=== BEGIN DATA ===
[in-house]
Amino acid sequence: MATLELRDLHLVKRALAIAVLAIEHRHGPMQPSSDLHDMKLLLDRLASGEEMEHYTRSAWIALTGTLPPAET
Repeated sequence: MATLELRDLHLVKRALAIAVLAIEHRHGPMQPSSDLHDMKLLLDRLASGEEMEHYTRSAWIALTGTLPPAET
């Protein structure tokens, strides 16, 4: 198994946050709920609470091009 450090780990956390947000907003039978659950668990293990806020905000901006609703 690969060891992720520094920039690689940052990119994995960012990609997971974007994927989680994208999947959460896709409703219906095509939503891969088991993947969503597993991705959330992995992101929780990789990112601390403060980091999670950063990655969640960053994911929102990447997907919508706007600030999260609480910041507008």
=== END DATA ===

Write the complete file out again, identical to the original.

[in-house]
Amino acid sequence: MATLELRDLHLVKRALAIAVLAIEHRHGPMQPSSDLHDMKLLLDRLASGEEMEHYTRSAWIALTGTLPPAET
Repeated sequence: MATLELRDLHLVKRALAIAVLAIEHRHGPMQPSSDLHDMKLLLDRLASGEEMEHYTRSAWIALTGTLPPAET
């Protein structure tokens, strides 16, 4: 198994946050709920609470091009 450090780990956390947000907003039978659950668990293990806020905000901006609703 690969060891992720520094920039690689940052990119994995960012990609997971974007994927989680994208999947959460896709409703219906095509939503891969088991993947969503597993991705959330992995992101929780990789990112601390403060980091999670950063990655969640960053994911929102990447997907919508706007600030999260609480910041507008």